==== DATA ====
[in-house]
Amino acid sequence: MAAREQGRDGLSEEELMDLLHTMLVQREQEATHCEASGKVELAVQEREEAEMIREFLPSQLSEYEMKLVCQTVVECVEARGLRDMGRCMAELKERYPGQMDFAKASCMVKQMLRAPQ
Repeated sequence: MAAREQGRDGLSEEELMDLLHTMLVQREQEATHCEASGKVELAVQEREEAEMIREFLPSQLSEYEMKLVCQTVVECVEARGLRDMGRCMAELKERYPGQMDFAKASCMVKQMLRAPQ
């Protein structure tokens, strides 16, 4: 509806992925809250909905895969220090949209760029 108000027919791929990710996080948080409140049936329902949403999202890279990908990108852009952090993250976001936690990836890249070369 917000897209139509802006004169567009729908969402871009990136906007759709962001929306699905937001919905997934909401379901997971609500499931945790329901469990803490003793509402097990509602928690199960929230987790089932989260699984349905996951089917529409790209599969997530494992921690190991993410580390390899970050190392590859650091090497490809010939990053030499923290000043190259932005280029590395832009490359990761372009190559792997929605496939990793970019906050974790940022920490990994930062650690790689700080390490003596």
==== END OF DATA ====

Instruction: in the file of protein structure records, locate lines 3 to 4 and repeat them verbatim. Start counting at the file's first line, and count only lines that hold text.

Repeated sequence: MAAREQGRDGLSEEELMDLLHTMLVQREQEATHCEASGKVELAVQEREEAEMIREFLPSQLSEYEMKLVCQTVVECVEARGLRDMGRCMAELKERYPGQMDFAKASCMVKQMLRAPQ
């Protein structure tokens, strides 16, 4: 509806992925809250909905895969220090949209760029 108000027919791929990710996080948080409140049936329902949403999202890279990908990108852009952090993250976001936690990836890249070369 917000897209139509802006004169567009729908969402871009990136906007759709962001929306699905937001919905997934909401379901997971609500499931945790329901469990803490003793509402097990509602928690199960929230987790089932989260699984349905996951089917529409790209599969997530494992921690190991993410580390390899970050190392590859650091090497490809010939990053030499923290000043190259932005280029590395832009490359990761372009190559792997929605496939990793970019906050974790940022920490990994930062650690790689700080390490003596």